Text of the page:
Mental health symptoms are increasing since the beginning of the coronavirus, according to the CDC. About 41% of adults reported struggling with mental health or substance abuse issues in June. Mallory Barg Bulman, Research Director of Finance Process Excellence at Gartner, spoke with Francis Rose from “Government Matters” about this issue Tuesday.
Bulman explained that change management is critical for making the workforce as productive and engaged as possible. With the coronavirus pandemic, employees have had to deal with a number of small changes in their day-to-day lives, which “have about two times the effect of those big changes,” according to Bulman.
Gartner found through its research that employees can stay engaged through change and uncertainty up to a certain point, after which they can no longer sustain that level of engagement. “There really is a breaking point,” Bulman said.
Strategies federal managers can take from the private sector to support the mental energy and wellness of their employees include having a plan to address burnout and making sure to really listen. “Maybe it involves redistributing the workload, or even just letting that employee know that you see that they’re under a time of stress,” Bulman said.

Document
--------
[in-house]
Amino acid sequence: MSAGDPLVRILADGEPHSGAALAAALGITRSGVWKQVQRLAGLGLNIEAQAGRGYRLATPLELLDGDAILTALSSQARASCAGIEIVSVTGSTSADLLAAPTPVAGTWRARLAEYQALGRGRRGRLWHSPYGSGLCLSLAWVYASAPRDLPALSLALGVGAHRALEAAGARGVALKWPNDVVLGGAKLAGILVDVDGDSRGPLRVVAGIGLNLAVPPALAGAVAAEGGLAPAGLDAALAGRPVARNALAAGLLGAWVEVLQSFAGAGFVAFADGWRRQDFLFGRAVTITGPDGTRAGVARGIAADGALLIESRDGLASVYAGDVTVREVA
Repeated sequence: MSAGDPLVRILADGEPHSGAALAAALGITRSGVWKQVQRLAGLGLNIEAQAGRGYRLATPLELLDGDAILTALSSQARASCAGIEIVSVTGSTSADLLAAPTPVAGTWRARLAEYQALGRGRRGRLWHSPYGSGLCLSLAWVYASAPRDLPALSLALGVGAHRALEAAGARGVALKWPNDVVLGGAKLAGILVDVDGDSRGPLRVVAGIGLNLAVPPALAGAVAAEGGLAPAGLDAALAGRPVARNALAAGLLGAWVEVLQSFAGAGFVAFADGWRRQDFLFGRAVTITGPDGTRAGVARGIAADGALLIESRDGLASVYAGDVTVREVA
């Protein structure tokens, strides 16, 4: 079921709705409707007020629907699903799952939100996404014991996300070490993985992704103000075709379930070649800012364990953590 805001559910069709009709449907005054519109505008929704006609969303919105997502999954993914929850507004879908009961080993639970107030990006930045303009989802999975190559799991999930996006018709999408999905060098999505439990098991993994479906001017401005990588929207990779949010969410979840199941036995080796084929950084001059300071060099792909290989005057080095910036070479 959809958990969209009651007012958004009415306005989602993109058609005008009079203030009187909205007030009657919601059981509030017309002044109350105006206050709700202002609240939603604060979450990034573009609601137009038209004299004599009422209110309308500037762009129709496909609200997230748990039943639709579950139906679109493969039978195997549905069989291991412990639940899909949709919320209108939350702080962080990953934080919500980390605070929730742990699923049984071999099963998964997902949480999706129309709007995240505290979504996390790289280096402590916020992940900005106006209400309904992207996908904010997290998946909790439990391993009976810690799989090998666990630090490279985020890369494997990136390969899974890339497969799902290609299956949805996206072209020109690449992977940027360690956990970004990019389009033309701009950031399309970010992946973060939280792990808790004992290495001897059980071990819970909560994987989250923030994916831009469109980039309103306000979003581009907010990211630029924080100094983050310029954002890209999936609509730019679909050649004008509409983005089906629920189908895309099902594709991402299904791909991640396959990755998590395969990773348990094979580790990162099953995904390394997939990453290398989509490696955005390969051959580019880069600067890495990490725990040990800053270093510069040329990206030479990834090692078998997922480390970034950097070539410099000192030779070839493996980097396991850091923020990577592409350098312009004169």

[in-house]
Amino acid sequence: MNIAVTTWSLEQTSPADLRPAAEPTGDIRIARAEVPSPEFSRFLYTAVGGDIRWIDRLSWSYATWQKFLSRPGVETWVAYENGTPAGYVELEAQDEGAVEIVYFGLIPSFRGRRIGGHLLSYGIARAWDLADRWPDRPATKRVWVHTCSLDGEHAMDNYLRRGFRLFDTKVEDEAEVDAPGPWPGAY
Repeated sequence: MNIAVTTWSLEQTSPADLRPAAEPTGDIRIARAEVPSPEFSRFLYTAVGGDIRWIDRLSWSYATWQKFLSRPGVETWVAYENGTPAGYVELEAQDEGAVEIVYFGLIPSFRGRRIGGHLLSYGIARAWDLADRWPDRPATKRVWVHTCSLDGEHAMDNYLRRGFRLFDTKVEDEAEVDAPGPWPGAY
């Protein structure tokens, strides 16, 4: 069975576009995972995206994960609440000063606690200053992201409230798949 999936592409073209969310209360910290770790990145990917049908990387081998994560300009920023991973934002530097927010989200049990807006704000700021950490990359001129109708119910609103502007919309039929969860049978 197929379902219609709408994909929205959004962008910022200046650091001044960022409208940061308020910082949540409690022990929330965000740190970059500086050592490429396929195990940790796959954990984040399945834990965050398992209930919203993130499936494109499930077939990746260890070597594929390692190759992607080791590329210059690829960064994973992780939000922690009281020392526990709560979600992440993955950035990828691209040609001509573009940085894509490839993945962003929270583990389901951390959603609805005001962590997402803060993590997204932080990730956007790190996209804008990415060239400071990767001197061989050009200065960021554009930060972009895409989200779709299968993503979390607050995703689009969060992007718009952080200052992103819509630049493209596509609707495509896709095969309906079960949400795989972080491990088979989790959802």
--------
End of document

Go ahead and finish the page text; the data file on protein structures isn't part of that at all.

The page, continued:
Regular monitoring of employee behaviors is important, said Bulman, “whether it’s … the descretionary effort, where they’re putting their time, how their morale, how their stress level seems – those are really things that supervisors and peers, frankly, can be keeping track of for one another.”
Bulman said that with the upcoming presidential transition that will take place regardless of who wins the election, the thousands of political appointees and their high turnover will present a lot of change to federal employees. Bulman will be watching “the extent to which federal managers are equipped and ready to support their workforce through those changes.”